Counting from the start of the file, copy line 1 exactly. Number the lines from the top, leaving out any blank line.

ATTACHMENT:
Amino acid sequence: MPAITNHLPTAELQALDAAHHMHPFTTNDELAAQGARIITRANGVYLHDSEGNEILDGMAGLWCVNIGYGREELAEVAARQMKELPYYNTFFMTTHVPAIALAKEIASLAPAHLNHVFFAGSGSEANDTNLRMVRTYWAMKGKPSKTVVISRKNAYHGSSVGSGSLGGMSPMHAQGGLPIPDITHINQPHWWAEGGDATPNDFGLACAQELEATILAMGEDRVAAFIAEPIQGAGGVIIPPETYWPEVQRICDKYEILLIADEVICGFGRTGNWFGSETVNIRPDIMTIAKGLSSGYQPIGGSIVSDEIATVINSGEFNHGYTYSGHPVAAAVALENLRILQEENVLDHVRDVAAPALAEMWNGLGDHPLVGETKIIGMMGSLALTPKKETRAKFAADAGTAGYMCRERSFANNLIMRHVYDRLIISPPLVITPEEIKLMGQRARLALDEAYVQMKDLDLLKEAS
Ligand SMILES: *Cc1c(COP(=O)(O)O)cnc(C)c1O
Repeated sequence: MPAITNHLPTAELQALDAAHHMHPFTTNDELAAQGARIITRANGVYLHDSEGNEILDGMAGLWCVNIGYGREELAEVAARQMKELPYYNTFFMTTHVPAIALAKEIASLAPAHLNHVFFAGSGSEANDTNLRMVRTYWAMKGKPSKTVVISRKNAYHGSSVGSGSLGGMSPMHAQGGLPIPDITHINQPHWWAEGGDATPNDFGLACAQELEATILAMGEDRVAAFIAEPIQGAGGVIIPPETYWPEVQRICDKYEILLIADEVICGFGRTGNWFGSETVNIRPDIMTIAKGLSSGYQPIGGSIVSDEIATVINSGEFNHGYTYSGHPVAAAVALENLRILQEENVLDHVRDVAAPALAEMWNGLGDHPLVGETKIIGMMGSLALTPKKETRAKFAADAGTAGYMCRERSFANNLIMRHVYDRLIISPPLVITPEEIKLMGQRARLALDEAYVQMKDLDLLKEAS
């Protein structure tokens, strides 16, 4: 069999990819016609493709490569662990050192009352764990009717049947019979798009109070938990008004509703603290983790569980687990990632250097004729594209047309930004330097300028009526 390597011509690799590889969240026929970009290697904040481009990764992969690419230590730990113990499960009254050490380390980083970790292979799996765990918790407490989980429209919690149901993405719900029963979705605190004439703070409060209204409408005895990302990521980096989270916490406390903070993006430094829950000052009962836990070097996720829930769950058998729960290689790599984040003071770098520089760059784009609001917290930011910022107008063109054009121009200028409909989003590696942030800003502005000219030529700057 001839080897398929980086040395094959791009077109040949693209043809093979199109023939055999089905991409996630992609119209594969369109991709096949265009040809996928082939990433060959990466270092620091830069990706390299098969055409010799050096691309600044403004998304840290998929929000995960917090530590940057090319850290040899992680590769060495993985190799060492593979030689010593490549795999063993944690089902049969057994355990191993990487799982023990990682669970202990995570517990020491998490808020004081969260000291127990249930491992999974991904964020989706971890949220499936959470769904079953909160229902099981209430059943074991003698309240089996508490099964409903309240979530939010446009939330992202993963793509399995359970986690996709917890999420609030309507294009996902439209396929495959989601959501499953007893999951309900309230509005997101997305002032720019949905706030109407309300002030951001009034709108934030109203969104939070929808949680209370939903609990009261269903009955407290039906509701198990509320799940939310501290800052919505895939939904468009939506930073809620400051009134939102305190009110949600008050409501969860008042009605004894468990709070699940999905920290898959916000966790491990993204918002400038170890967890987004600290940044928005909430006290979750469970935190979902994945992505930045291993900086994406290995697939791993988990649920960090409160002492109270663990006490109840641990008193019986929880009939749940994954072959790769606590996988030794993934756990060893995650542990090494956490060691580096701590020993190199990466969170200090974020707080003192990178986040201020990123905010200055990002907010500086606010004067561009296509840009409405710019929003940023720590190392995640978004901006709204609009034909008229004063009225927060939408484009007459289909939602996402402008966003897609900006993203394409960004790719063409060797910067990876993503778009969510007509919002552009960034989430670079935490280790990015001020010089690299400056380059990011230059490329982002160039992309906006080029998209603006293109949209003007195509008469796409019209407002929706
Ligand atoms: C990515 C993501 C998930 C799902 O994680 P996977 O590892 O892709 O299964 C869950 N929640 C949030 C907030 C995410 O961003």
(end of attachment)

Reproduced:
Amino acid sequence: MPAITNHLPTAELQALDAAHHMHPFTTNDELAAQGARIITRANGVYLHDSEGNEILDGMAGLWCVNIGYGREELAEVAARQMKELPYYNTFFMTTHVPAIALAKEIASLAPAHLNHVFFAGSGSEANDTNLRMVRTYWAMKGKPSKTVVISRKNAYHGSSVGSGSLGGMSPMHAQGGLPIPDITHINQPHWWAEGGDATPNDFGLACAQELEATILAMGEDRVAAFIAEPIQGAGGVIIPPETYWPEVQRICDKYEILLIADEVICGFGRTGNWFGSETVNIRPDIMTIAKGLSSGYQPIGGSIVSDEIATVINSGEFNHGYTYSGHPVAAAVALENLRILQEENVLDHVRDVAAPALAEMWNGLGDHPLVGETKIIGMMGSLALTPKKETRAKFAADAGTAGYMCRERSFANNLIMRHVYDRLIISPPLVITPEEIKLMGQRARLALDEAYVQMKDLDLLKEAS